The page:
Wednesday, February 21, 2018

Mark's Illness


My dad died unexpectedly last week. Mom wants to share their story. These are her words:


CONTENT WARNING:
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Depression, OCD, mental illness, unexpected death, suicide, related issues

Please, if any of these issues are triggers for you, make the healthy choice to move on to another post. Choose to stay mentally healthy - choose what is best for you.

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On February 12, my husband Mark died unexpectedly. His death was an unintentional overdose; he did not intend to die that day, but it was as a result of his illness. It is important to me that his death not be whispered about or dealt with in a hush-hush manner, so I have written about his illness in a straight-forward manner and my daughter has published it here. It is my hope that we will continue to bring mental illness out of the shadows and into the light.

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***Trigger warning***

I’m going to talk frankly about chronic mental illness, as someone who has intimate knowledge.

My husband had life-long, debilitating obsessive compulsive disorder, exacerbated by depression. I walked his journey with him for 43 years, as he fought to focus on all the many and wonderful positive things in his life, and to not spiral down into the over-focusing that is OCD.

Depression is not being sad. OCD is not counting your steps, or straightening pictures. Chronic depression includes being overwhelmed to the point of inertia, sometimes by the most simple things of daily life. OCD involves over-thinking, which can lead to getting stuck in a loop that repeats over and over. OCD is not a punchline, nor is it a plot generator for a situation comedy or a movie. It has always infuriated me that a show like Monk would be so well-received, with their running jokes about the title character’s tics and rituals. I cannot imagine a comedy based on the cute trials and tribulations of a person with cancer or type-1 diabetes, but it was apparently OK to take a light-hearted approach to chronic mental illness. There is nothing light-hearted about chronic mental illness.

Over the years, Mark used a combination of psychotherapy and medication to manage his symptoms, and there were some times that were very good. But there were some times that were not good. Times when the depression would become the focus and he would start to spiral downward. I could usually spot the beginnings of a spiral, and we’d work through it with the strategies he had learned to use.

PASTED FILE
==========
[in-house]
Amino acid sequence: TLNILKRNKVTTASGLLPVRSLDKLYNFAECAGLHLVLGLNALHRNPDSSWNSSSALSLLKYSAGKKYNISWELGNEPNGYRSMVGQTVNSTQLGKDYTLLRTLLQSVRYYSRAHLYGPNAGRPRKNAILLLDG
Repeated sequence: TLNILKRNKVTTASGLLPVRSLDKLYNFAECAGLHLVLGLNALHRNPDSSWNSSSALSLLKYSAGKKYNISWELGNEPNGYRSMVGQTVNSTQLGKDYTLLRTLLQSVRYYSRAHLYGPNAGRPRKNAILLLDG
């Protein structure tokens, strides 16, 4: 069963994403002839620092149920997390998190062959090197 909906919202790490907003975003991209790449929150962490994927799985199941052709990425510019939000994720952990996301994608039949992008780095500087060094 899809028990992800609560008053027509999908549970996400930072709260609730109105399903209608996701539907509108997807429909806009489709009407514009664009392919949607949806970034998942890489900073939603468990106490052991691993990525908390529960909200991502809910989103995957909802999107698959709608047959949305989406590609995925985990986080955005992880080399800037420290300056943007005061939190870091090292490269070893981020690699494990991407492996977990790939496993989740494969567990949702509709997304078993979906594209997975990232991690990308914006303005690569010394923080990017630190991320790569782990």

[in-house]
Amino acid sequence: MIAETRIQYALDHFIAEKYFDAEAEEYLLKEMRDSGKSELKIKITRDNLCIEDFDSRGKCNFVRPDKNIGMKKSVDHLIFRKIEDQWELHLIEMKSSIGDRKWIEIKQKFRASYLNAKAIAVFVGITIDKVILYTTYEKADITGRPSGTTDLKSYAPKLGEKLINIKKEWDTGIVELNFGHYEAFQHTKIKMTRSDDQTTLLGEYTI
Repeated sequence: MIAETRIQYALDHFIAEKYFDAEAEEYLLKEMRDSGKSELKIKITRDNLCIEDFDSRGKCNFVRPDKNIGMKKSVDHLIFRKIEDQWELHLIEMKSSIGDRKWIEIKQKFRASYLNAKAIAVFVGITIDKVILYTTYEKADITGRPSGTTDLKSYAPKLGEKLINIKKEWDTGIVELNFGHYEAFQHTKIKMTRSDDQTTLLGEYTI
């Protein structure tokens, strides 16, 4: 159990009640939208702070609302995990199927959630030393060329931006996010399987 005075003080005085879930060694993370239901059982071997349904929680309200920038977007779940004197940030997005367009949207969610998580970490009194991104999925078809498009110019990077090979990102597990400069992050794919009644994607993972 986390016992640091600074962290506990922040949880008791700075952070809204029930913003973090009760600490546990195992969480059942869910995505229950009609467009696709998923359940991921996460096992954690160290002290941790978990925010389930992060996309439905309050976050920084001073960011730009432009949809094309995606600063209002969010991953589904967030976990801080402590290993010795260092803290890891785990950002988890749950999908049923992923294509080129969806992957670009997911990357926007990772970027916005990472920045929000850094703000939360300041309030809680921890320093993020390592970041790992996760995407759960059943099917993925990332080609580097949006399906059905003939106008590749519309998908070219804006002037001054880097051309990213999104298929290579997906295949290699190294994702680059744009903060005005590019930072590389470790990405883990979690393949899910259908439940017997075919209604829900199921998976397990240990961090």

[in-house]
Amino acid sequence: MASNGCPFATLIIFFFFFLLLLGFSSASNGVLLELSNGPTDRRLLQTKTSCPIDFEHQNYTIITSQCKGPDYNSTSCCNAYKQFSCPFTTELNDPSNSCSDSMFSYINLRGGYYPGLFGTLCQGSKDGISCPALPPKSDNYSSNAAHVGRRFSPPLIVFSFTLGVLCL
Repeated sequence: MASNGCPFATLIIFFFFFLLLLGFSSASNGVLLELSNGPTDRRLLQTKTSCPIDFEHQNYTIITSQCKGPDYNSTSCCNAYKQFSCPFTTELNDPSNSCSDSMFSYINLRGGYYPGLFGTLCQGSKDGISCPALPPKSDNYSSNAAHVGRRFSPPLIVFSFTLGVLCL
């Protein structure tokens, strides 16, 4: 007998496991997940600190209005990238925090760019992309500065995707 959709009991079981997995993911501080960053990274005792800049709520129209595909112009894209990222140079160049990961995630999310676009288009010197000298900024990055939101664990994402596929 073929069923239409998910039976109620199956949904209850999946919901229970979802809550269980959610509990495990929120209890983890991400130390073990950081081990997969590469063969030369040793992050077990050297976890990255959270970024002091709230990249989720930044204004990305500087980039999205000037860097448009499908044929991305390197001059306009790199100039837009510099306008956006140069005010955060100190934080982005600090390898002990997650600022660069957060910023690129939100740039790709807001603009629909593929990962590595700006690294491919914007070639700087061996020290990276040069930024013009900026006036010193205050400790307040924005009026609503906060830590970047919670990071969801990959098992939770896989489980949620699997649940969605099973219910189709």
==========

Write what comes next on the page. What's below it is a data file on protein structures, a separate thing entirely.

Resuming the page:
The last year was especially difficult, dealing with such disparate things as the current dreadful administration and the decline and death of his father. His spirals were more frequent but recovery was also more swift. A couple of weeks ago, Friday was a very bad day. He considered going to St Vincent’s but after talking it out with me he decided against it, and he accompanied me to the drumline competition on Saturday, helping move the kids on and off the floor and hanging out with me in the directors’ room. We went out into the neighborhood and walked for about a mile and ½ and it was a very nice walk - positive and pleasant. Sunday was a good day, getting a few things done around the house, planning the next week, and evening church. At church, we were the greeters and Mark was the head usher. We collected the offering and then he decided to wait to go put it away, because he was appreciating the songs and what our guest speaker had to say and wanted to participate fully. When we got home, I checked in with him and he said things were much better – again, a fairly quick recovery. Monday morning was a good morning, with Mark getting up right away, taking care of our cats, fixing my oatmeal, and doing his exercise bike shakeout and stretches. He had plans to hike at Tryon, to help my dad on Tuesday, a list of things on which he was making good progress. And then something happened that got him stuck in a loop. He took his medicine – all of it. I could not find a triggering incident – there was no email, no phone call, no text, no note. My best guess is that he started to over-focus on something and took his medicine to make it better, and then got stuck in taking it over and over, questioning whether he had taken enough, until he became disoriented.